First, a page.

The Tube system has evolved continuously since it opened.  New tunnels are dug and old ones abandoned, and stations change names, or lines, or are closed completely.  The London Transport Museum has an excellent  video display about the Tube Map that shows the zillions of iterations it has gone through - in a span of a few minutes you can watch the system grow and change like a living thing.  It's mesmerising. (Or is that just me again?) In London Under Ackroyd relates a simultaneously funny and chilling story about the dead South Kentish Town Station, in between Kentish Town and Camden on the Northern Line.  Apparently a passenger mistakenly alighted at South Kentish Town when the train was stopped at a red signal.  How he managed to get through the doors is not clear.  Nor is it explained why he chose to get off at a dark abandoned platform at all.  What is said is that he ended up stranded for a week, and was only rescued when a passenger on a passing train noticed the burning advertising posters he set alight as a signal.  No wonder people complain about the Northern Line.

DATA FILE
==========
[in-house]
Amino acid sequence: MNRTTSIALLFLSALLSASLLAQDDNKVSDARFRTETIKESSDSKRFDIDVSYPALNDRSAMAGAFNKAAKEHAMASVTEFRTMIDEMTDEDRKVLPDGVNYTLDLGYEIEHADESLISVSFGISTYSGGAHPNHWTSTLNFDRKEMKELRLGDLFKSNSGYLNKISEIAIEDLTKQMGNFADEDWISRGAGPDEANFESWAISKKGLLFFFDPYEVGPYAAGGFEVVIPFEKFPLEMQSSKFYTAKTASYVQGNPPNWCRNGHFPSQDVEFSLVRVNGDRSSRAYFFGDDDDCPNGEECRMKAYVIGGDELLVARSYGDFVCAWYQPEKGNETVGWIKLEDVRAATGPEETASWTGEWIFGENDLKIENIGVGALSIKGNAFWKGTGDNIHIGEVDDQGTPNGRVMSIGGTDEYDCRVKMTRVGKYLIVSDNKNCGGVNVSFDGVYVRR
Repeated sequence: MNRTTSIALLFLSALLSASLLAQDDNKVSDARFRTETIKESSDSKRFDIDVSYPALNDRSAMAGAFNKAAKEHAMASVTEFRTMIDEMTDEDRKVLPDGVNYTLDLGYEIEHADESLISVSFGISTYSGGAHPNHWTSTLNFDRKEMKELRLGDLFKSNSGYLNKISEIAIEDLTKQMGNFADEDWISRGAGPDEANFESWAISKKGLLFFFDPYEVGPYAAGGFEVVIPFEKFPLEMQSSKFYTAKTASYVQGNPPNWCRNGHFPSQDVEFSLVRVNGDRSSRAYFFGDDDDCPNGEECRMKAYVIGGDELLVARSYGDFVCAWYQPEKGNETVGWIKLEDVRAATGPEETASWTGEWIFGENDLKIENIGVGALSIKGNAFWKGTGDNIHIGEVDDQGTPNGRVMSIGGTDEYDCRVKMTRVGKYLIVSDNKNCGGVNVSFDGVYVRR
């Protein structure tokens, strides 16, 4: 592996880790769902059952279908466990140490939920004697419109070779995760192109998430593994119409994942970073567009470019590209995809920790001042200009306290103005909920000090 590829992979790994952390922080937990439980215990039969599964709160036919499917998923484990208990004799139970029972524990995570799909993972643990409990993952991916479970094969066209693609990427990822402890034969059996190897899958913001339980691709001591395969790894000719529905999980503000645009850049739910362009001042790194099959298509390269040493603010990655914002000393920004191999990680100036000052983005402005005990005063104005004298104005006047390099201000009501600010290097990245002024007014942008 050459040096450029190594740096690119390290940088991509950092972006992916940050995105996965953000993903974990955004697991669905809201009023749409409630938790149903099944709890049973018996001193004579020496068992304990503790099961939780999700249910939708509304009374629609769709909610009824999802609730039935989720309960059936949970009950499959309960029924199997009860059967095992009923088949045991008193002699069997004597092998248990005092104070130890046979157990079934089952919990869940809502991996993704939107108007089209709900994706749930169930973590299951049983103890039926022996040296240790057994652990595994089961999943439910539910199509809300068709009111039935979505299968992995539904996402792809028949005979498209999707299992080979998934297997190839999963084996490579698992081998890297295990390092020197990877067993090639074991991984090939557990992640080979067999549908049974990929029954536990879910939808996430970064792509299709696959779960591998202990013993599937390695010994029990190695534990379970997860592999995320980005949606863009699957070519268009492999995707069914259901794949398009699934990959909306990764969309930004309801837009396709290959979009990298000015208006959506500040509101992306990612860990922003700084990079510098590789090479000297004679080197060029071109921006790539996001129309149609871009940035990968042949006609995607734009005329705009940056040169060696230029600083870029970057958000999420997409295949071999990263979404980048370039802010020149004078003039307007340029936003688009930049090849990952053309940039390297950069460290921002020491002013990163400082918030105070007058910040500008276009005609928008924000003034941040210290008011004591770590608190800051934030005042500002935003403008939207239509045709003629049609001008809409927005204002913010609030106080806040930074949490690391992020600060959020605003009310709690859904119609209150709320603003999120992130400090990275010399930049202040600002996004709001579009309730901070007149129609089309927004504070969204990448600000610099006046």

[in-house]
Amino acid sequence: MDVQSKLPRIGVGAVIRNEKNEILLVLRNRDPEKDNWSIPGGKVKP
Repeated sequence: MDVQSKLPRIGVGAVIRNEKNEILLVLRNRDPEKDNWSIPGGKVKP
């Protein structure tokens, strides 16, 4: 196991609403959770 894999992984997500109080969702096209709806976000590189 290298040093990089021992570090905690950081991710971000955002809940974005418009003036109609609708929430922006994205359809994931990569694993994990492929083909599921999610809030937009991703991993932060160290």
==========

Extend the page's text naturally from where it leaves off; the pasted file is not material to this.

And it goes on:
Given their naturally spooky nature, the Tube system has its share of ghost stories too.  Underground tunnels pass right through many burial grounds and plague pits; deaths occurred in their construction, and murders and suicides have occurred on many lines.  Suicide is a constant fact of life in the Tube.  Apparently, three attempts are made per week, one if which is successful (though the term"successful" seems an odd one to use in this context). "The most popular time of day is 11:00am, and the most popular venues are King's Cross and Victoria."  Every once in a while you'll hear an announcement explaining a delayed train that says something like, "We apologise for the delay to your service, this is due to an earlier person under a train at Chancery Lane."  Erg.